TRENTON – Acting Attorney General John J. Hoffman announced that four men were indicted today by a state grand jury on first-degree charges of conspiracy, human trafficking and promoting prostitution of a minor for allegedly trafficking a 14-year-old girl in a prostitution ring they operated in hotels in and around Hudson County. The alleged boss of the ring also is charged with sexually assaulting the girl.
The Division of Criminal Justice obtained an indictment charging the following men with conspiracy (1st degree), human trafficking (2 counts, 1st degree), promoting prostitution of a minor (1st degree), endangering the welfare of a child (2 counts, 1st and 2nd degree), promoting organized street crime (1st degree), facilitating human trafficking (2nd degree), and promoting prostitution (2 counts, 3rd degree):
- Michael A. McLeod, 24, of Jersey City, the alleged “boss” of the ring,
- David Powell Jr., 29, of Jersey City,
- Tyree D. Jeter, 27, of Jersey City, and
- Demetrius James Hayward, 20, of Summerville, South Carolina.
McLeod also is charged with sexual assault (2nd degree), endangering the welfare of a child (3rd degree), and criminal sexual contact (4th degree).
The charges stem from an investigation by the FBI Child Exploitation Task Force in Atlantic City and the Attorney General’s Human Trafficking Unit in the Division of Criminal Justice Gangs & Organized Crime Bureau. The FBI Child Exploitation Task Force includes FBI agents, Atlantic County Prosecutor’s Office detectives, Atlantic County Sheriff’s Office personnel, and the New Jersey Human Services Police. The Secaucus, Northfield and Jersey City Police Departments provided assistance.
The investigation began in April when the FBI Task Force received a tip from the National Center for Missing and Exploited Children that photos of the 14-year-old victim, who was a runaway from South Jersey, were being used in ads for a “female escort” on backpage.com. McLeod allegedly used violence or the threat of violence to control the two victims who allegedly were prostituted by the defendants: the 14-year-old and an 18-year-old woman. Once, McLeod allegedly held a gun to the head of the 18-year-old and threatened to kill her. Other times, he allegedly beat and kicked her. The charges of promoting prostitution of a minor, endangering the welfare of a child, and sexual assault pertain to the 14-year-old victim. McLeod and his assistants allegedly put the victims up at hotels, where they were required to prostitute themselves under the control of the defendants. Each victim had sex with up to 10 customers a day, making up to $800, all of which McLeod collected. The four defendants were arrested in May.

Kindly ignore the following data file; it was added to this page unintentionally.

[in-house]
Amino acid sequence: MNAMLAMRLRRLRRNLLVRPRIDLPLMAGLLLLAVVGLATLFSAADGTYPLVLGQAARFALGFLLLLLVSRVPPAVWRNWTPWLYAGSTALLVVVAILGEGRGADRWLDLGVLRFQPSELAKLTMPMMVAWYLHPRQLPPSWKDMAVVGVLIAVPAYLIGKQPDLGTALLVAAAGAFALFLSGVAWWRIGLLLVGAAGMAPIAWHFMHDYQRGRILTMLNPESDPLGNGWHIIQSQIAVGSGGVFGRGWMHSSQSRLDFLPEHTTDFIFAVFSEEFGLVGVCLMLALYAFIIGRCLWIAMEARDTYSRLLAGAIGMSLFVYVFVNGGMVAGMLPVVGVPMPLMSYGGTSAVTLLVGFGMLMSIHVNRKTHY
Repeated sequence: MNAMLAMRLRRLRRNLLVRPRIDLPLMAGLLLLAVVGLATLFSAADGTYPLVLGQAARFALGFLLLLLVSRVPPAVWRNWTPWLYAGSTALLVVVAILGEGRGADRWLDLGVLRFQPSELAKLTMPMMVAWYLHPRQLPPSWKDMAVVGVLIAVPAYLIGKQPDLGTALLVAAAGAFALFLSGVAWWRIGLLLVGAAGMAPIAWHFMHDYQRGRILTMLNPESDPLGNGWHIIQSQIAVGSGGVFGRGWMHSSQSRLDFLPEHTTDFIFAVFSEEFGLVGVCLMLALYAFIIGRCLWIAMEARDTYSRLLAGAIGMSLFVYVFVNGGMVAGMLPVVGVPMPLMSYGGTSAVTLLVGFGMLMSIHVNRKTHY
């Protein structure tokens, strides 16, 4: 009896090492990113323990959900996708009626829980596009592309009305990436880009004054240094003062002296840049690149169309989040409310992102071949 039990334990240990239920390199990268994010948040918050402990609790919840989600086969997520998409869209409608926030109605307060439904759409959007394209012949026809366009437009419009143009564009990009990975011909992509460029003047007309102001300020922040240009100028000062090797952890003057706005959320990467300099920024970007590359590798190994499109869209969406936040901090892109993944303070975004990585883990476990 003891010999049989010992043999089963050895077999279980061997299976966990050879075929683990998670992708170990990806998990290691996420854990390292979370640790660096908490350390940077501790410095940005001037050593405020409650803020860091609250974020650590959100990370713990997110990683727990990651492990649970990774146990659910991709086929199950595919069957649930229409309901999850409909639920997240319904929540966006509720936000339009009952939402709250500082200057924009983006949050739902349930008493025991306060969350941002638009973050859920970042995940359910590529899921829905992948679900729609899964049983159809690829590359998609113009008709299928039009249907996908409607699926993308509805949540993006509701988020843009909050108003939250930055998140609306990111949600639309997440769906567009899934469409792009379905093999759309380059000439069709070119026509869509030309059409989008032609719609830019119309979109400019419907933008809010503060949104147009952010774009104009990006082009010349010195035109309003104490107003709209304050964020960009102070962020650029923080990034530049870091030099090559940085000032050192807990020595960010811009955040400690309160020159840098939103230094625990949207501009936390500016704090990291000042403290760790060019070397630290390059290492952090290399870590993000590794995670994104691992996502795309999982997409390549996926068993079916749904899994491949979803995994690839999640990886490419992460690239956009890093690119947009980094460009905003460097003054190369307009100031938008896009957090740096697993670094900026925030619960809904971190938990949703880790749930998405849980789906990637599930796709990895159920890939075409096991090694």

“This is a heartbreaking case that fits a classic pattern of human trafficking,” said Acting Attorney General Hoffman. “We allege that these defendants trapped a vulnerable 14-year-old girl in a wretched life of sexual slavery where she had to perform sex acts with up to 10 men a day. No child would submit to such horrific conditions unless she faced a threat of violence, which in this case allegedly was conveyed by the ring’s boss in the form of brutal attacks on a second victim.”
“We’ve made prosecuting human trafficking a top priority in New Jersey and will continue to work closely with the FBI Child Exploitation Task Force and other law enforcement partners to rescue victims like this young runaway,” said Director Elie Honig of the Division of Criminal Justice. “We need to search for these victims and throw them a lifeline, because far too often it is the fact that they are lost and adrift in life that leaves them vulnerable to exploitation.”